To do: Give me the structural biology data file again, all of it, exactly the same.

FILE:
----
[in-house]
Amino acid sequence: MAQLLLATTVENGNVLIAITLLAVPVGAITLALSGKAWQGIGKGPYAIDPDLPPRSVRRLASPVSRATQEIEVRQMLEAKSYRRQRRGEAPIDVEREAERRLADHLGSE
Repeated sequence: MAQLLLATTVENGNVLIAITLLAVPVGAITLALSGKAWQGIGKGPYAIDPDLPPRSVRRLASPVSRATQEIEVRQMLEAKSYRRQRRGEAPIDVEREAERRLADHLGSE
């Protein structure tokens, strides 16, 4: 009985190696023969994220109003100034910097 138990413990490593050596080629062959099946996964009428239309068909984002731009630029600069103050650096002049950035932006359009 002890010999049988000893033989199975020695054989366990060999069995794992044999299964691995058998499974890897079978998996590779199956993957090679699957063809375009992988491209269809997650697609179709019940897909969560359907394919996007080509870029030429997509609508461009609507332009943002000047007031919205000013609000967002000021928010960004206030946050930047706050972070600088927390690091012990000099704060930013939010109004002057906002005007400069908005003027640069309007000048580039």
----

[in-house]
Amino acid sequence: MAQLLLATTVENGNVLIAITLLAVPVGAITLALSGKAWQGIGKGPYAIDPDLPPRSVRRLASPVSRATQEIEVRQMLEAKSYRRQRRGEAPIDVEREAERRLADHLGSE
Repeated sequence: MAQLLLATTVENGNVLIAITLLAVPVGAITLALSGKAWQGIGKGPYAIDPDLPPRSVRRLASPVSRATQEIEVRQMLEAKSYRRQRRGEAPIDVEREAERRLADHLGSE
């Protein structure tokens, strides 16, 4: 009985190696023969994220109003100034910097 138990413990490593050596080629062959099946996964009428239309068909984002731009630029600069103050650096002049950035932006359009 002890010999049988000893033989199975020695054989366990060999069995794992044999299964691995058998499974890897079978998996590779199956993957090679699957063809375009992988491209269809997650697609179709019940897909969560359907394919996007080509870029030429997509609508461009609507332009943002000047007031919205000013609000967002000021928010960004206030946050930047706050972070600088927390690091012990000099704060930013939010109004002057906002005007400069908005003027640069309007000048580039």